Chelsea’s High Line opened last month after a half-decade of relentless buildup, and its journey to completion tells a fascinating narrative about New York’s recent economic history. It snakes from the Meatpacking District’s cobble-stoned designer mall (where a few meat plants still manage to pay their boutique-rate rents), through the West Chelsea gallery area, past the tacky clubs in the upper 20s (where the absence of actual residents means no noise complaints) and towards the possible future site of a massive housing project and office park disaster known as the Hudson Yards. The High Line echoes the stories of economic extremes that were hallmarks of the recent boom, and it will likely remain a monument to the flash and flair of the early aughts. Still, it’s a singular instance of private and public interests turning something old and abandoned into an engine for new development and vitality. This, in turn, makes it a compelling blueprint for revitalization in less obvious, outlying locales.
Though the result of a unique synergy between business interests, public supporters and generous benefactors, the High Line has fostered the kind of economic diversity less privileged neighborhoods and abandoned sites could benefit from immensely. Already, plans for a similar, larger project in the country’s eco-design capital, Chicago, are underway, and other cities are looking for similar sites. And, of course, Paris did the industrial railway-to-elevated park conversion thing first. But who’s to say the next High Line shouldn’t also be in New York? Instead of being redeployed in another city, why not export the concept to the outer boroughs? Here, then, are some stubbornly pre-recession plans for old infrastructure and industrial locales outside Manhattan that could use some of that High Line loving.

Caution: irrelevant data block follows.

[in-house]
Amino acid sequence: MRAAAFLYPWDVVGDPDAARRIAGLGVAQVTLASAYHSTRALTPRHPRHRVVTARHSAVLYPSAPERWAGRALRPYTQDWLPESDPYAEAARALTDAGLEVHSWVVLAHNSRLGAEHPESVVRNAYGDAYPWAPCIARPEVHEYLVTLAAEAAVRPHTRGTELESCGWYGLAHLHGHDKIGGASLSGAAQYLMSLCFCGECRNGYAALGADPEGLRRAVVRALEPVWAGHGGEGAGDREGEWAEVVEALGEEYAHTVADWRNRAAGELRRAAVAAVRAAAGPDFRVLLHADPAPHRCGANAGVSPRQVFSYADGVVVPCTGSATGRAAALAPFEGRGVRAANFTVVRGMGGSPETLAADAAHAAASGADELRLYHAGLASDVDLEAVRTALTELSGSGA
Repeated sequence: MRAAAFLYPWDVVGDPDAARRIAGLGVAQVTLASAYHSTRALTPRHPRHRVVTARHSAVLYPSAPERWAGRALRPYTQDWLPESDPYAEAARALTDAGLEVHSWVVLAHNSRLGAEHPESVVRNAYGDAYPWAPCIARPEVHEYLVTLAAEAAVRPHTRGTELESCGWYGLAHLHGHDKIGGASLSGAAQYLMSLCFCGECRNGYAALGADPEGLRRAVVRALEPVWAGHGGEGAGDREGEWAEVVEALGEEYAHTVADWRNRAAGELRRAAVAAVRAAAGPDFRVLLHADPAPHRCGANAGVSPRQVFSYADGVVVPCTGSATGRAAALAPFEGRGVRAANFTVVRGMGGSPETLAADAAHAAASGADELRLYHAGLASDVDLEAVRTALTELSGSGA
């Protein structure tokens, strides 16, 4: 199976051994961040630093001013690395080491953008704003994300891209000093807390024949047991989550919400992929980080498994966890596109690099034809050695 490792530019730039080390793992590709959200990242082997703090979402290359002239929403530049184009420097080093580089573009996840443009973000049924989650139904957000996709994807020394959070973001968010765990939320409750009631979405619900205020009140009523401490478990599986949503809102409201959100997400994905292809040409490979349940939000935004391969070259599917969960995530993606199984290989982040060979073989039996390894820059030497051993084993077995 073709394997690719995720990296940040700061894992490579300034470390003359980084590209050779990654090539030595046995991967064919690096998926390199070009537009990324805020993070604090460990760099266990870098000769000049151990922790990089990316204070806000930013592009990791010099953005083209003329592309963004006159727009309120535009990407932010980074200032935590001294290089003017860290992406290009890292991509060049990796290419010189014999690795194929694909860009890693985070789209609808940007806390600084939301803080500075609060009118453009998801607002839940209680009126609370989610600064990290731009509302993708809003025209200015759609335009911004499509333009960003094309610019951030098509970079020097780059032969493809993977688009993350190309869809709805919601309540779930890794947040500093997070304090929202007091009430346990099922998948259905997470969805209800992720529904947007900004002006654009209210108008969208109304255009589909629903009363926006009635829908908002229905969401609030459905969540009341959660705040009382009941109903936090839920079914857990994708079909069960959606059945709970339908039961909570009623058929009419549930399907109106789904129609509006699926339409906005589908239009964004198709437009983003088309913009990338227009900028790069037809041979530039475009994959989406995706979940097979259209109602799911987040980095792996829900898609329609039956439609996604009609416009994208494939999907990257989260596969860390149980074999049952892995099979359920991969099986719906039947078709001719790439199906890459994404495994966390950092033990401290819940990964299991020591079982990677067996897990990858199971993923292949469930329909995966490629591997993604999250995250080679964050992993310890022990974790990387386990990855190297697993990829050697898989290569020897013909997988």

Queens: Flushing Airport
Flushing was one of the busiest airports in the city from its 1927 opening — under the snazzy name Speed’s Airport — until the 60s. Thereafter neighboring LaGuardia International, which lies just west around Flushing Bay, slowly overtook it, and a deadly crash in 1977, combined with continual flooding, led to its closing in 1984. Several plans for reopening the old airport as an airfield (for the Goodyear Blimp, among other aircraft) have fallen through. In 2004, Mayor Bloomberg announced a plan to turn the marshy lands into a commercial park, but that didn’t go over so well with the locals, and then the economy tanked. In the fall of 2008, some of its last remaining hangars, hulking structures slowly keeling over in various states of disrepair, were torn down.
Separated from the Flushing and Browne Park neighborhoods to the east by a highway, and from semi-suburban College Point to the west by malls and their expansive parking lots, Flushing Airport would make a spectacular hub park and cultural center for the surrounding neighborhoods. Think of it as a really big (about three times bigger) McCarren Park, drawing crowds from all adjacent areas and further. Roughly equal parts marsh, meadow and paved terrain, the park could accommodate a broad variety of outdoor activities including but not limited to: biking, rowing, kayaking, a skate park, playing fields and a community-run farm (like in Red Hook).
With all that paved surface area, the site also gets plenty of sun year round, making Flushing Airport Park the perfect locale for “eco-friendly” New York’s first solar power farm. Besides, Brooklyn Navy Yard already got the city’s first permanent wind turbines. Finally, being plainly visible from the highway, and (eventually) connected to LaGuardia via a high-speed rail link and bike-share program, what better way to attract passing motorists and visitors from further away than with the city’s only year-round drive-in movie theater (with pedestrian seating, of course)? The drive-in would also double as a performance space for outdoor theater and concerts in the summer.